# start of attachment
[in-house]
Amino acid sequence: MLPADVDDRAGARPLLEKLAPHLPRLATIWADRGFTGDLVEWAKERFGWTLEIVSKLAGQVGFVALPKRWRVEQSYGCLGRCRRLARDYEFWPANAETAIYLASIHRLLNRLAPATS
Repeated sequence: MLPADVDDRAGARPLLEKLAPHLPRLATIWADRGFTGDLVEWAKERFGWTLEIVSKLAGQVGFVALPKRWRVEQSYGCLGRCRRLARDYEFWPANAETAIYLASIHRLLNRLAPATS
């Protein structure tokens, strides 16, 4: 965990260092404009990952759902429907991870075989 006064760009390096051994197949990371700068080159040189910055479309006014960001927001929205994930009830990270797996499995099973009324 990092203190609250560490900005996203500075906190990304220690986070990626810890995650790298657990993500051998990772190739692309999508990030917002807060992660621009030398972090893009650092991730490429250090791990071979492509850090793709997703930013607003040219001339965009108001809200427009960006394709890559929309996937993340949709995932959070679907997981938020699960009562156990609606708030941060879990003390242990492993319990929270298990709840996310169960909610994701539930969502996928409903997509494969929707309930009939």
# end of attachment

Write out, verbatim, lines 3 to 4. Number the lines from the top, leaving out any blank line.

Repeated sequence: MLPADVDDRAGARPLLEKLAPHLPRLATIWADRGFTGDLVEWAKERFGWTLEIVSKLAGQVGFVALPKRWRVEQSYGCLGRCRRLARDYEFWPANAETAIYLASIHRLLNRLAPATS
């Protein structure tokens, strides 16, 4: 965990260092404009990952759902429907991870075989 006064760009390096051994197949990371700068080159040189910055479309006014960001927001929205994930009830990270797996499995099973009324 990092203190609250560490900005996203500075906190990304220690986070990626810890995650790298657990993500051998990772190739692309999508990030917002807060992660621009030398972090893009650092991730490429250090791990071979492509850090793709997703930013607003040219001339965009108001809200427009960006394709890559929309996937993340949709995932959070679907997981938020699960009562156990609606708030941060879990003390242990492993319990929270298990709840996310169960909610994701539930969502996928409903997509494969929707309930009939």